Devolution amendment could halt most ambitious local health proposals: Some of local government’s more ambitious proposals for the devolution of responsibility over health could be blown off course by an amendment to the devolution bill passed in the Lords, reported Health Service Journal (subscription required). The amendment, moved by former Labour health minister Lord Warner, said regulatory or supervisory functions could not be transferred from national NHS bodies such as Monitor, the Care Quality Commission and NHS England. Peers had already passed a government amendment to the Cities & Local Government Devolution Bill preventing other public bodies’ regulatory functions being transferred to a combined authority or council, but Lord Warner said this didn’t go far enough. Lord Warner’s amendment specified that where health functions are devolved the newly responsible body must adhere to national standards and information and accountability obligations. His Labour colleague Lord Hunt said on Twitter this would “protect the national nature of the NHS”. The amendment could be overturned in the Commons but if it stands it could derail some of the devolution proposals put forward in Greater Manchester and the ambitions agreed by London council leaders and the capital’s mayor.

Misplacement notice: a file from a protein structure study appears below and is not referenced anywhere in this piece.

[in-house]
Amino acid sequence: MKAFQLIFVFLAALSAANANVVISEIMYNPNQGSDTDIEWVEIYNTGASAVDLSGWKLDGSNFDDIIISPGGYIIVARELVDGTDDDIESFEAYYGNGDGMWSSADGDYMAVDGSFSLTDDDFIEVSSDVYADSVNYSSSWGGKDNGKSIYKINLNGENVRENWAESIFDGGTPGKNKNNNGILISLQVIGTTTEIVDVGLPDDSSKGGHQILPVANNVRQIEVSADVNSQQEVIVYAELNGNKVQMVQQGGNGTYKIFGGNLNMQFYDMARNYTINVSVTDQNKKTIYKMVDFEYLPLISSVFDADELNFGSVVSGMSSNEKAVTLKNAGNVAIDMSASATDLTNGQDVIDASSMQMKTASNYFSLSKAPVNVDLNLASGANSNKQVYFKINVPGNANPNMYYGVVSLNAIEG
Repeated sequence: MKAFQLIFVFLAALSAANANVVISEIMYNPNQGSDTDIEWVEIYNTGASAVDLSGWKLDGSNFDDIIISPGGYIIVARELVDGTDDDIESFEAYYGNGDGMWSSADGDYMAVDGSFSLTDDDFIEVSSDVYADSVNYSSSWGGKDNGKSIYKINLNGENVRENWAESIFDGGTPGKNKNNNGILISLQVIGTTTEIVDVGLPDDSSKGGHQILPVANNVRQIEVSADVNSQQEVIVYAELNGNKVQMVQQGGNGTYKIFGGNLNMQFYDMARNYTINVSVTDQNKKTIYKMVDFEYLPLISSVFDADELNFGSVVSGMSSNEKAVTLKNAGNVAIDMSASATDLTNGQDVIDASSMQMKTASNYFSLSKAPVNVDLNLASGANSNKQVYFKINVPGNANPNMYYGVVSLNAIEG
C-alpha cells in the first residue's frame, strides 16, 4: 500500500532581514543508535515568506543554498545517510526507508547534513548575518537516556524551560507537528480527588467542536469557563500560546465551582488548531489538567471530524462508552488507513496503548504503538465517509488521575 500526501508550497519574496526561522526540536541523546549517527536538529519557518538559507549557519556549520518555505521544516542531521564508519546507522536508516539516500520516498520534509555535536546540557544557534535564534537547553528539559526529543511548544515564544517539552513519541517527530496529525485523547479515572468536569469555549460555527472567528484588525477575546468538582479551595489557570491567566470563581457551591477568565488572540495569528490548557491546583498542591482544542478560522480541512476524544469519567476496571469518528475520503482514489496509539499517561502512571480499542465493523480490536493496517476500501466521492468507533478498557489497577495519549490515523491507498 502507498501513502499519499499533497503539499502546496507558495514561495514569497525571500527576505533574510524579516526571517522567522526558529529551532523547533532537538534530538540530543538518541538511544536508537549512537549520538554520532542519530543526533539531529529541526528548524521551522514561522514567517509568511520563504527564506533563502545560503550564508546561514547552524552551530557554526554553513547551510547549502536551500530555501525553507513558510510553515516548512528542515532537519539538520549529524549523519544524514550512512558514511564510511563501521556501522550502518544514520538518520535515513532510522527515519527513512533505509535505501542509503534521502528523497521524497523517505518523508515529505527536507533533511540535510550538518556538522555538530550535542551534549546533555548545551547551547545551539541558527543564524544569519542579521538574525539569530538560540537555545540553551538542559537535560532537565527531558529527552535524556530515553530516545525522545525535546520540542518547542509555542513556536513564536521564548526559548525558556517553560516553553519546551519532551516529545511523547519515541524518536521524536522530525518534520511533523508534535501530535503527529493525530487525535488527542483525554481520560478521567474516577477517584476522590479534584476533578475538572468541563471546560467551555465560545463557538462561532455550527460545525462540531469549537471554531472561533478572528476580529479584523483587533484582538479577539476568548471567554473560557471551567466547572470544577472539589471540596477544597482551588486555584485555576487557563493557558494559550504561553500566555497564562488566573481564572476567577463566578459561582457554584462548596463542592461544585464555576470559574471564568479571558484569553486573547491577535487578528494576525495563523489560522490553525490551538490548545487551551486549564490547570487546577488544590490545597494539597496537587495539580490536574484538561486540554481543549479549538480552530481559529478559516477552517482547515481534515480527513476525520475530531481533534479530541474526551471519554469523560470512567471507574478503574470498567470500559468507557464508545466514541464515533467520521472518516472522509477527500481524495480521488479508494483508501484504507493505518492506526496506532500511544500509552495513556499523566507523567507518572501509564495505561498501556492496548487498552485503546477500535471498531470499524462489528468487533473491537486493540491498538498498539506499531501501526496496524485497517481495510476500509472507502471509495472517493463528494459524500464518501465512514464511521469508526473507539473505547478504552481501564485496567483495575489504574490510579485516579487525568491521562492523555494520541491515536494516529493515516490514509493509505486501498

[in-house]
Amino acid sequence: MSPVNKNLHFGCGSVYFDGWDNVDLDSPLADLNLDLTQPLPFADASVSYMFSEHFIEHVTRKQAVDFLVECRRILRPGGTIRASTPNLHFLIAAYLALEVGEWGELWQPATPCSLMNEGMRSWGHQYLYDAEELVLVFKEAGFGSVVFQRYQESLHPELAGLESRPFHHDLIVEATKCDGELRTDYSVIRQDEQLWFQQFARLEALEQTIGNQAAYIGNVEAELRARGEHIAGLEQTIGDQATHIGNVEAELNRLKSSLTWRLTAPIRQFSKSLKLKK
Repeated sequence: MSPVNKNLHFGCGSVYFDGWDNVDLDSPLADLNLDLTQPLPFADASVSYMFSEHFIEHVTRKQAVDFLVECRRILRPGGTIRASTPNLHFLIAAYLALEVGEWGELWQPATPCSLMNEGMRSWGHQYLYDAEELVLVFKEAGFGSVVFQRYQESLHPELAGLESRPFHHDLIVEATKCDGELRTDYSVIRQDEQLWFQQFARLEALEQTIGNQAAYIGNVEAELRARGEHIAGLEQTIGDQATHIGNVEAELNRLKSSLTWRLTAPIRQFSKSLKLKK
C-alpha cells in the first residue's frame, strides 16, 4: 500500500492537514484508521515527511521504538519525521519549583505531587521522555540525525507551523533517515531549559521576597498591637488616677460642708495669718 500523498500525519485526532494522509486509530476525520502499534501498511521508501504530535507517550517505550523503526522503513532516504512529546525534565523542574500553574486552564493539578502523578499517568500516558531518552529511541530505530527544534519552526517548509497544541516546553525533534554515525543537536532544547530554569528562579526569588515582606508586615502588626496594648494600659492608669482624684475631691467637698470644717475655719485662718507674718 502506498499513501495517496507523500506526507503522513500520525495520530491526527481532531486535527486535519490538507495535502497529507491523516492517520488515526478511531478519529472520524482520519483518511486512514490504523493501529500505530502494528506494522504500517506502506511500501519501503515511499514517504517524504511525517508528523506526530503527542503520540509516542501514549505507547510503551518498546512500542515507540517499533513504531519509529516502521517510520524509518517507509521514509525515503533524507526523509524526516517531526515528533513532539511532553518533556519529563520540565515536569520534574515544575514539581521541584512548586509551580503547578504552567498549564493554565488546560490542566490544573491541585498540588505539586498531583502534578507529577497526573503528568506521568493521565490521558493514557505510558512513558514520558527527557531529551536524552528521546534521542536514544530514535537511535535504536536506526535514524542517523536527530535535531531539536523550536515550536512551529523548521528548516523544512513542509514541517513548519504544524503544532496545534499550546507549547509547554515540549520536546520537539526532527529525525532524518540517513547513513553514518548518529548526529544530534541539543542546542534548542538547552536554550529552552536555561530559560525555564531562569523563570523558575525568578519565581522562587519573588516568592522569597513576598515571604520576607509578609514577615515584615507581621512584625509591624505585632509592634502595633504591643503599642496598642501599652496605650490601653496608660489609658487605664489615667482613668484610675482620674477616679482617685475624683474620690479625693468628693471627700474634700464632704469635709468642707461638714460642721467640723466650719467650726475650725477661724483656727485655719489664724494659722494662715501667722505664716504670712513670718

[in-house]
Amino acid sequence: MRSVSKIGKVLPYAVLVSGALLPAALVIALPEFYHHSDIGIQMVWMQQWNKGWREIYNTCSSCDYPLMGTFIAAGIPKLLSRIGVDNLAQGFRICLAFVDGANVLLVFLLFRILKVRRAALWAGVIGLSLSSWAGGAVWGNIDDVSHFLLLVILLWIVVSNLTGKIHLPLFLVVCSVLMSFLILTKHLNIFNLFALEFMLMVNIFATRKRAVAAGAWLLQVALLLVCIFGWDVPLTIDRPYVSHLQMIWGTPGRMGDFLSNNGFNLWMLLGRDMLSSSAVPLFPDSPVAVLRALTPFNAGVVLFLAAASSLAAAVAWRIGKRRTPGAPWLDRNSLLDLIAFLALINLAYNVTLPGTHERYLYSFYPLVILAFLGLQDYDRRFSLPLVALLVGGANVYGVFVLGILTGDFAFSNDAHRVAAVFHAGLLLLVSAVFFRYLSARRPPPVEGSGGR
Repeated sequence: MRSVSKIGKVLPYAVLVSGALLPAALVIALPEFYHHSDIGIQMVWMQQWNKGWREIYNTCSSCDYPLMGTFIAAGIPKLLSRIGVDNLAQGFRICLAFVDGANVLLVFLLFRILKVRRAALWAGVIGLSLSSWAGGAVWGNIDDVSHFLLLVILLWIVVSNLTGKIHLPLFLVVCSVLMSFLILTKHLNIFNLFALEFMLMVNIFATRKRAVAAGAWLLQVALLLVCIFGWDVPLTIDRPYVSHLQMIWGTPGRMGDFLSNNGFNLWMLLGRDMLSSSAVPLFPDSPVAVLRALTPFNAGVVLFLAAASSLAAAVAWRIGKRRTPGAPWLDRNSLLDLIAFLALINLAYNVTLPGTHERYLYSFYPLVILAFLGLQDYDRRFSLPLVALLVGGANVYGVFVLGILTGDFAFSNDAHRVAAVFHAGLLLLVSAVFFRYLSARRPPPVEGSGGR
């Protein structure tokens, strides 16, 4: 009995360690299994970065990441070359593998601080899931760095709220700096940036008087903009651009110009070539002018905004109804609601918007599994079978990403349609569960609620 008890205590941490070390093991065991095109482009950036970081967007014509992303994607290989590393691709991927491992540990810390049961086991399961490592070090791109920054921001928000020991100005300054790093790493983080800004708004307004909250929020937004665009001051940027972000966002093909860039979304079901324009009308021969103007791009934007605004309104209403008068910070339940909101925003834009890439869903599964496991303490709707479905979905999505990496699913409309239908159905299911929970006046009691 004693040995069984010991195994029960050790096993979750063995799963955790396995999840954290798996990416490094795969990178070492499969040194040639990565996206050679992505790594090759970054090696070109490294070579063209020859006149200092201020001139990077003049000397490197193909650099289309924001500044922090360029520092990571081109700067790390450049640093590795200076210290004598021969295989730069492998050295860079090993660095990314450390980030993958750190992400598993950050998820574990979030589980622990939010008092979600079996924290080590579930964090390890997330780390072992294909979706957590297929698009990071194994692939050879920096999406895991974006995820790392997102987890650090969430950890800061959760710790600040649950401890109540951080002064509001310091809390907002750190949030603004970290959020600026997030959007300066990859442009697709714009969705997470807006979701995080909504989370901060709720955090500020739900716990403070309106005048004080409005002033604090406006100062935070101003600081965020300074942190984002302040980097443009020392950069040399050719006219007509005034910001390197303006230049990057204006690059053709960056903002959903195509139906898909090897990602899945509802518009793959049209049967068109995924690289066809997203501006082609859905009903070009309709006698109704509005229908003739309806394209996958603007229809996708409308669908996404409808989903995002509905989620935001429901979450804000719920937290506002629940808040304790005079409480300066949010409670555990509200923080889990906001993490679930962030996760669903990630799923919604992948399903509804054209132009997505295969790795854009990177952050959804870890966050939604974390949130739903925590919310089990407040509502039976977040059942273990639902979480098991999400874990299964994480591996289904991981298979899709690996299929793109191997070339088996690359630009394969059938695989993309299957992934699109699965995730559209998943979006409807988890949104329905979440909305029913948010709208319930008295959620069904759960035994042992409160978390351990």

E-Referrals back up to 40,000 a day: The number of referrals being made on the new NHS e-Referral Service has risen to 40,000 a day, the same as were made using the Choose and Book system, reported DigitalHealth.net. In the days after replacing Choose and Book on Monday 15 June, users of the e-Referral Service reported that it was running slowly, and there were several periods during which it was unavailable. This meant the number of referrals being processed each day was significantly reduced. But following weeks of stabilisation work, the number of referrals being made using the national electronic system are up to the levels recorded before its introduction, at around 40,000 a day. While the service has been stabilised for GPs, patients and commissioners, NHS England’s director of strategic systems and technology, Beverley Bryant, said there are ongoing issues for provider organisations and referral management centres. “Providers have had to work harder to make it work than they did before which is not good, so user experience is not as good as with Choose and Book  and we always said it would be better.” She said the e-Referrals team is entirely focused on fixing the system, rather than work on developing it and improving uptake, which will happen once it is fully stabilised.